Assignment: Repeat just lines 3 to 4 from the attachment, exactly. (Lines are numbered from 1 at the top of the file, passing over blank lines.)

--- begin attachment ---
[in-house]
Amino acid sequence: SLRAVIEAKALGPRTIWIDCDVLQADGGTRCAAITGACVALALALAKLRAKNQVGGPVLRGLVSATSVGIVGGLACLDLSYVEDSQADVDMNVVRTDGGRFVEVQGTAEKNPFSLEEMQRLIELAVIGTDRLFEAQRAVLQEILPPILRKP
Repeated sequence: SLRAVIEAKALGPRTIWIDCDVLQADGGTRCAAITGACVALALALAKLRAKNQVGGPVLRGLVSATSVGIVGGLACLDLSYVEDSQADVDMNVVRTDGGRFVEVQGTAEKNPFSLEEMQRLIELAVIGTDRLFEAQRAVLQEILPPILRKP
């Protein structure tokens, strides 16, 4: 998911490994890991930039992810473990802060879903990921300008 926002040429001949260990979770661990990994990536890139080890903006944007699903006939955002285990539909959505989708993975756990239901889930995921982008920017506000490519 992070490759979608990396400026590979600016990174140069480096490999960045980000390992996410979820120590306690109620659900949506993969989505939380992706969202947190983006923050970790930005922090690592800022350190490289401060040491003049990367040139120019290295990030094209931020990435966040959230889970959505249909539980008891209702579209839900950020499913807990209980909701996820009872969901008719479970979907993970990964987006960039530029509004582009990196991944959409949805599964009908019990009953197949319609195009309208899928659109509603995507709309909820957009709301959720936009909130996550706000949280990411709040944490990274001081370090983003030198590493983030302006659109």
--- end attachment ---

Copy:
Repeated sequence: SLRAVIEAKALGPRTIWIDCDVLQADGGTRCAAITGACVALALALAKLRAKNQVGGPVLRGLVSATSVGIVGGLACLDLSYVEDSQADVDMNVVRTDGGRFVEVQGTAEKNPFSLEEMQRLIELAVIGTDRLFEAQRAVLQEILPPILRKP
């Protein structure tokens, strides 16, 4: 998911490994890991930039992810473990802060879903990921300008 926002040429001949260990979770661990990994990536890139080890903006944007699903006939955002285990539909959505989708993975756990239901889930995921982008920017506000490519 992070490759979608990396400026590979600016990174140069480096490999960045980000390992996410979820120590306690109620659900949506993969989505939380992706969202947190983006923050970790930005922090690592800022350190490289401060040491003049990367040139120019290295990030094209931020990435966040959230889970959505249909539980008891209702579209839900950020499913807990209980909701996820009872969901008719479970979907993970990964987006960039530029509004582009990196991944959409949805599964009908019990009953197949319609195009309208899928659109509603995507709309909820957009709301959720936009909130996550706000949280990411709040944490990274001081370090983003030198590493983030302006659109």